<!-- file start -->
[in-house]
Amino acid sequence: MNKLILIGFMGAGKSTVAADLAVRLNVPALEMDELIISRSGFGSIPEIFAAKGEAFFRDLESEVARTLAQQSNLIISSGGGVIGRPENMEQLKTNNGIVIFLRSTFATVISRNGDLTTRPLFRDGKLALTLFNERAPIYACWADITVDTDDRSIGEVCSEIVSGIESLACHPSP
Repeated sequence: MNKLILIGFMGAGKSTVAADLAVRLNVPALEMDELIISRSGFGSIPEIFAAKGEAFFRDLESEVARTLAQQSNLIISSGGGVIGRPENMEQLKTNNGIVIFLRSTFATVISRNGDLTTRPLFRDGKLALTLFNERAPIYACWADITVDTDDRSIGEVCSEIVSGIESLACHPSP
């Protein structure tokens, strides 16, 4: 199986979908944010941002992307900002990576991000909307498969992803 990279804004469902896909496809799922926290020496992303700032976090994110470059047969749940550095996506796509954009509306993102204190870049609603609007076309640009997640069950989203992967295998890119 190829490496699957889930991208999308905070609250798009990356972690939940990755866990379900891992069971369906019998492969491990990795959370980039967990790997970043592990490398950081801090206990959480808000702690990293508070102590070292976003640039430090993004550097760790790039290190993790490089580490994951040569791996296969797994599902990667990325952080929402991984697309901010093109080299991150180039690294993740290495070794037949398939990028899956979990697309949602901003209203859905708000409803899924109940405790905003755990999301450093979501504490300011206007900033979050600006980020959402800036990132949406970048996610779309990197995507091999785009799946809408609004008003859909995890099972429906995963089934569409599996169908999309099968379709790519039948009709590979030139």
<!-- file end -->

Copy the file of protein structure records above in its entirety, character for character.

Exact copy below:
[in-house]
Amino acid sequence: MNKLILIGFMGAGKSTVAADLAVRLNVPALEMDELIISRSGFGSIPEIFAAKGEAFFRDLESEVARTLAQQSNLIISSGGGVIGRPENMEQLKTNNGIVIFLRSTFATVISRNGDLTTRPLFRDGKLALTLFNERAPIYACWADITVDTDDRSIGEVCSEIVSGIESLACHPSP
Repeated sequence: MNKLILIGFMGAGKSTVAADLAVRLNVPALEMDELIISRSGFGSIPEIFAAKGEAFFRDLESEVARTLAQQSNLIISSGGGVIGRPENMEQLKTNNGIVIFLRSTFATVISRNGDLTTRPLFRDGKLALTLFNERAPIYACWADITVDTDDRSIGEVCSEIVSGIESLACHPSP
């Protein structure tokens, strides 16, 4: 199986979908944010941002992307900002990576991000909307498969992803 990279804004469902896909496809799922926290020496992303700032976090994110470059047969749940550095996506796509954009509306993102204190870049609603609007076309640009997640069950989203992967295998890119 190829490496699957889930991208999308905070609250798009990356972690939940990755866990379900891992069971369906019998492969491990990795959370980039967990790997970043592990490398950081801090206990959480808000702690990293508070102590070292976003640039430090993004550097760790790039290190993790490089580490994951040569791996296969797994599902990667990325952080929402991984697309901010093109080299991150180039690294993740290495070794037949398939990028899956979990697309949602901003209203859905708000409803899924109940405790905003755990999301450093979501504490300011206007900033979050600006980020959402800036990132949406970048996610779309990197995507091999785009799946809408609004008003859909995890099972429906995963089934569409599996169908999309099968379709790519039948009709590979030139």